Magazine article The Spectator

The Stuff of Novels

Magazine article The Spectator

The Stuff of Novels

Article excerpt

SPORT? How can you possibly spend your life writing about sport? To admit to liking sport is to declare yourself an intellectual pygmy. Indeed, to express a total distaste for all kinds of sport is prima facie evidence of considerable intellectual distinction.

It is intellectually acceptable, therefore, to read the front page of a newspaper, but not the back. And so the intellectual is stuck with - let us take a paper picked up from my floor at random - something about insurance, the latest on the royal yacht, and something about party politics: tales of cover-up and secrecy and matters of infinite triviality. Turn to the sport, and you find two gorgeous creatures in a crisis of personal combat, each trailing clouds of strange personal history - lovely girls exposing themselves, for in the agonies of competition an athlete is stripped naked before you. A tennis match is about forehands and backhands, but it is also a perfectly crafted dramatisation of what happens between parents and their beautiful and talented daughters.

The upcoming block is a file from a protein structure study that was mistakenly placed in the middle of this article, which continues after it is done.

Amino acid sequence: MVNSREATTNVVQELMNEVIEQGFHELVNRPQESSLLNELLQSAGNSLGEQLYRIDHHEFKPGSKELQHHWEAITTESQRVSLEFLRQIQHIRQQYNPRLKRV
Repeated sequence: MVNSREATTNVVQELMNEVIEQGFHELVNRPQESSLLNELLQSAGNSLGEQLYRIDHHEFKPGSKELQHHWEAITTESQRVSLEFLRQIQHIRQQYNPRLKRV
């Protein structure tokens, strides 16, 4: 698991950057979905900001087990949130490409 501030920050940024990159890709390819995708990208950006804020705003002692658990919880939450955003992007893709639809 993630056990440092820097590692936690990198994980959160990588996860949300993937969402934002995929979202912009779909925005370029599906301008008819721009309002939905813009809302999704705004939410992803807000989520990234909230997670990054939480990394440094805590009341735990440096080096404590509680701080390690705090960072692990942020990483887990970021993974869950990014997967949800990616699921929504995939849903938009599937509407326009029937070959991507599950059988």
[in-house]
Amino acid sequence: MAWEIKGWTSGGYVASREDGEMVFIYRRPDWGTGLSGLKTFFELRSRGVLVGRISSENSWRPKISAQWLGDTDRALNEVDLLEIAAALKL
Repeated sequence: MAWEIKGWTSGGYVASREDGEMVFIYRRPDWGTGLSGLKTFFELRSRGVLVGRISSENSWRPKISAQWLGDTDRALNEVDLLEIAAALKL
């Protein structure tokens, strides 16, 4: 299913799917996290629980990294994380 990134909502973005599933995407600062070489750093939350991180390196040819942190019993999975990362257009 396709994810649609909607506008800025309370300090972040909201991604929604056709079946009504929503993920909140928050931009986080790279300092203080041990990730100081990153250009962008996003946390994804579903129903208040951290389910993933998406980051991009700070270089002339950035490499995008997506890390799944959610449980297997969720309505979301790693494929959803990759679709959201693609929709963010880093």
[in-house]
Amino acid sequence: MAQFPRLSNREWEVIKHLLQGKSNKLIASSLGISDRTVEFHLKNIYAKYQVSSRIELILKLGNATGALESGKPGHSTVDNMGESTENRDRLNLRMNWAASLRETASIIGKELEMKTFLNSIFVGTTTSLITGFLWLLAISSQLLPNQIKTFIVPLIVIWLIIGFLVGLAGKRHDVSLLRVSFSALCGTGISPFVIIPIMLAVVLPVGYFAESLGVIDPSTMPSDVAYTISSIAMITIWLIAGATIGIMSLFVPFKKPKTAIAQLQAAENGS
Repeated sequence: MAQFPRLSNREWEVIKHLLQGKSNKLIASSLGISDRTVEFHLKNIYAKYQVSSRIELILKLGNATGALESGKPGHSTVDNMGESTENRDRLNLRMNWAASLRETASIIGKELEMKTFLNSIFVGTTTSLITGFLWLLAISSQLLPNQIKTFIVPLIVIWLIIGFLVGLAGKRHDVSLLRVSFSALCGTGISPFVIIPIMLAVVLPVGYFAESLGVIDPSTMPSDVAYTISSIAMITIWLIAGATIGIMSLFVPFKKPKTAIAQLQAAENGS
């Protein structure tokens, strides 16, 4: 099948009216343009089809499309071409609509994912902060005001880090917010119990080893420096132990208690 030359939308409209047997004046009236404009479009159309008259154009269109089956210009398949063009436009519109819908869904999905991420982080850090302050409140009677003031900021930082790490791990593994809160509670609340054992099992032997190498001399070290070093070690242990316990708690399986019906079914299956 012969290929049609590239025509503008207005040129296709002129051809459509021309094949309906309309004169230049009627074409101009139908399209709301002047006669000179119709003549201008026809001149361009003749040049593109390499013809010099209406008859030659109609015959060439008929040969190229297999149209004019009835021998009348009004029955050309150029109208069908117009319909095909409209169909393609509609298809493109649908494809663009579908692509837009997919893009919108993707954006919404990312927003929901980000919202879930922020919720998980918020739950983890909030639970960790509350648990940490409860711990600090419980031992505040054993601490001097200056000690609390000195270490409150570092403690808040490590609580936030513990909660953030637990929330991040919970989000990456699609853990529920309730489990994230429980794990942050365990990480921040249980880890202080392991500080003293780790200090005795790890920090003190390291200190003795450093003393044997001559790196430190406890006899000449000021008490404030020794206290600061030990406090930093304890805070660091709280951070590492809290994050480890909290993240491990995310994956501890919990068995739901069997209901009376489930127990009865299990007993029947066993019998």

Those who write on politics deal with matters of pressing attention that are ephemeral. But we who write on sport are dealing with eternals. I do not find myself drawn to writing about insurance. I prefer to take as my subjects, say, love, selfdestruction, obsession, beauty and betrayal. If you write on sport, your stock-in-trade is the stuff not of journals but of novels.

Which brings us to Mary Pierce, whose chief affectation is to describe herself as Sft 111/2 in. The first things you notice about her person, or are intended to, are her breasts. She wears tennis outfits specifically designed to maximise the impact - if that is the word I am looking for - of those impressive items. She is an Amazon who gives double value, and she queens it about the court, mistress of a million affectations. …

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